- The Washington Times - Wednesday, February 15, 2017

Hollywood actress and political activist Scarlett Johansson says monogamy is “not a natural thing.”

One of the entertainment industry’s biggest celebrities sat down with Playboy for its March/April issue to discuss everything from the 2016 U.S. presidential election to her upcoming role as “Major” in “Ghost in the Shell.” The interview eventually veered toward her thoughts on marriage, at which point she discussed ideas of the institution versus practical reality.

“Well, with every gain there’s a loss, right? So that’s a loss. You have to choose a path. I think the idea of marriage is very romantic; it’s a beautiful idea, and the practice of it can be a very beautiful thing. I don’t think it’s natural to be a monogamous person. I might be skewered for that, but I think it’s work. It’s a lot of work.”

The actress, who was previously married to actor Ryan Reynolds, recently separated from advertising executive Romain Dauriac after two years of marriage. The couple have a two-year-old daughter.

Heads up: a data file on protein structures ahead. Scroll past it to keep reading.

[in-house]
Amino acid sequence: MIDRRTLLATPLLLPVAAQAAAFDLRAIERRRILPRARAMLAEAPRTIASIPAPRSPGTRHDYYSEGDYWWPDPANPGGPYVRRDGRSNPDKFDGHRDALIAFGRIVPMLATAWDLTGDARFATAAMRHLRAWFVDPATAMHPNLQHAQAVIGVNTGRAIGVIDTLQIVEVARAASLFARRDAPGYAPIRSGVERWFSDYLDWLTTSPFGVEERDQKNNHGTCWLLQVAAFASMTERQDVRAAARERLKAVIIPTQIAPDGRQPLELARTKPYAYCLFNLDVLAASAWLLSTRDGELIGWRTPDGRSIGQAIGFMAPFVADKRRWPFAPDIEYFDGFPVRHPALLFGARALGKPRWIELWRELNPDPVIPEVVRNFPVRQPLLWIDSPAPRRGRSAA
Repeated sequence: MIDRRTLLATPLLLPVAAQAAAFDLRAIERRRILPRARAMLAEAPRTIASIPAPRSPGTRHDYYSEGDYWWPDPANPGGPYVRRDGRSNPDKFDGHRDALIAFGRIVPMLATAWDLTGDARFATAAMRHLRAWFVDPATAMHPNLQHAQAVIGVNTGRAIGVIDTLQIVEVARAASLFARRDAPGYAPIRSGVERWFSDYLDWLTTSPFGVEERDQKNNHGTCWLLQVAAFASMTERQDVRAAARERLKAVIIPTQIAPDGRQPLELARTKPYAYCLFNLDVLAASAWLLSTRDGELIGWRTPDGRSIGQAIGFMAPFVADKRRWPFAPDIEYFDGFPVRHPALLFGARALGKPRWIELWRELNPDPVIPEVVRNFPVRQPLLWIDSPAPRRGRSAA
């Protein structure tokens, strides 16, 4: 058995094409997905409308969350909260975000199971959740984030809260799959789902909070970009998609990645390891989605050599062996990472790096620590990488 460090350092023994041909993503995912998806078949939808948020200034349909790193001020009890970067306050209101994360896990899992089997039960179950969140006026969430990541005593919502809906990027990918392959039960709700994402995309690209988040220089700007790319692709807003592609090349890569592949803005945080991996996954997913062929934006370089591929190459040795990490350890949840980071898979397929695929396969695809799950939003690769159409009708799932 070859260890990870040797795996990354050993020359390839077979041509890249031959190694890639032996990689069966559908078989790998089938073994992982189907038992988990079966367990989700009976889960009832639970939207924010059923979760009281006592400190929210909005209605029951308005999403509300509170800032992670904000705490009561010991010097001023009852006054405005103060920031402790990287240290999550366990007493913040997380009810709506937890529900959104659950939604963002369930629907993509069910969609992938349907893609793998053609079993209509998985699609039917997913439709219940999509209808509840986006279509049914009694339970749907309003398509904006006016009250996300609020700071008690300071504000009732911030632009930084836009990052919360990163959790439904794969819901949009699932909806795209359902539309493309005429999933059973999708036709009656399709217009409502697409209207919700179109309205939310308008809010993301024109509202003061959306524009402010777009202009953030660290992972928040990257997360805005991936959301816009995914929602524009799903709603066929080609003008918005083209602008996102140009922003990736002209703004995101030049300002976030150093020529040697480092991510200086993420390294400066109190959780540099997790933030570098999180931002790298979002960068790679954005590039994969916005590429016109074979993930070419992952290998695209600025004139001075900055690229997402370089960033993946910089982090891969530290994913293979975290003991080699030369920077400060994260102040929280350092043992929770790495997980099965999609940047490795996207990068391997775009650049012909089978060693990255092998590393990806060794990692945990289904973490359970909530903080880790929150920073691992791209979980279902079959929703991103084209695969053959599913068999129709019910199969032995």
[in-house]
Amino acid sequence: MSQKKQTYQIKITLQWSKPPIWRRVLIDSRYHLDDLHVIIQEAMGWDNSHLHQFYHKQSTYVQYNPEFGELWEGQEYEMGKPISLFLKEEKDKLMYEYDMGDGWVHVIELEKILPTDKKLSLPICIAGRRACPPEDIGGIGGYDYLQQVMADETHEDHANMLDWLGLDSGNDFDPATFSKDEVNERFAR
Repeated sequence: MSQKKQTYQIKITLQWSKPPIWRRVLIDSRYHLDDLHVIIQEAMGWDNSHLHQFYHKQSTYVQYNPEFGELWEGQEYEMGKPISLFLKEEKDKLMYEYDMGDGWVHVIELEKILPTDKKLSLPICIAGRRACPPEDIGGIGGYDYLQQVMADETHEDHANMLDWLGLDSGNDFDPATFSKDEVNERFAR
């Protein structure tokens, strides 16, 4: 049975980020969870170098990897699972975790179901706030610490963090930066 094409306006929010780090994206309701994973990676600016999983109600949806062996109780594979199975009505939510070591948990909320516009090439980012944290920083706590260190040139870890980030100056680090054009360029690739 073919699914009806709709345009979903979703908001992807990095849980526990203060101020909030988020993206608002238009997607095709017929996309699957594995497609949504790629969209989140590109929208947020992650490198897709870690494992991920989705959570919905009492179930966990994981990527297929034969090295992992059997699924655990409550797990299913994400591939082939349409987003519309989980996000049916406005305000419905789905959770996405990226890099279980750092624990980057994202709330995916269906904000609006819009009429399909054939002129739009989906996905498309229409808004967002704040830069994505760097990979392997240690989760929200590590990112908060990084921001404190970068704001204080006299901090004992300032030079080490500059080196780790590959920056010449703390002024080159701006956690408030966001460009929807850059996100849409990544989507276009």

“I think marriage initially involves a lot of people who have nothing to do with your relationship, because it’s a legally binding contract, and that has a weight to it,” the celebrity added. “Being married is different than not being married, and anybody who tells you that it’s the same is lying.”

Ms. Johansson, an ardent supporter of Hillary Clinton’s failed presidential campaign, also discussed her shock at the election results. She had told her daughter in the voting booth that Mrs. Clinton would be the 45th commander in chief.

“I was like, ‘Kid, we got a female president, which is pretty exciting. And it’s Hillary Clinton; that’s also cool, and we’re good.’ Then I got on a plane to Hong Kong, which is a 16-hour flight. I had two glasses of wine and passed out. I woke up 10 hours later, and the stewardess was like, ‘Excuse me, Miss, would you like to know the election results?’ I looked at her and said, ‘Well, I know it’s — OK, what? Give me the news. Let me have it. What is it? I think I know it’s Clinton.’ And she was like, ‘No, it’s actually [Donald] Trump.’ I thought, ‘This is a Twilight Zone episode.’ … This morning I was listening to NPR, and I have these moments when it still hits me, the weight of it.”

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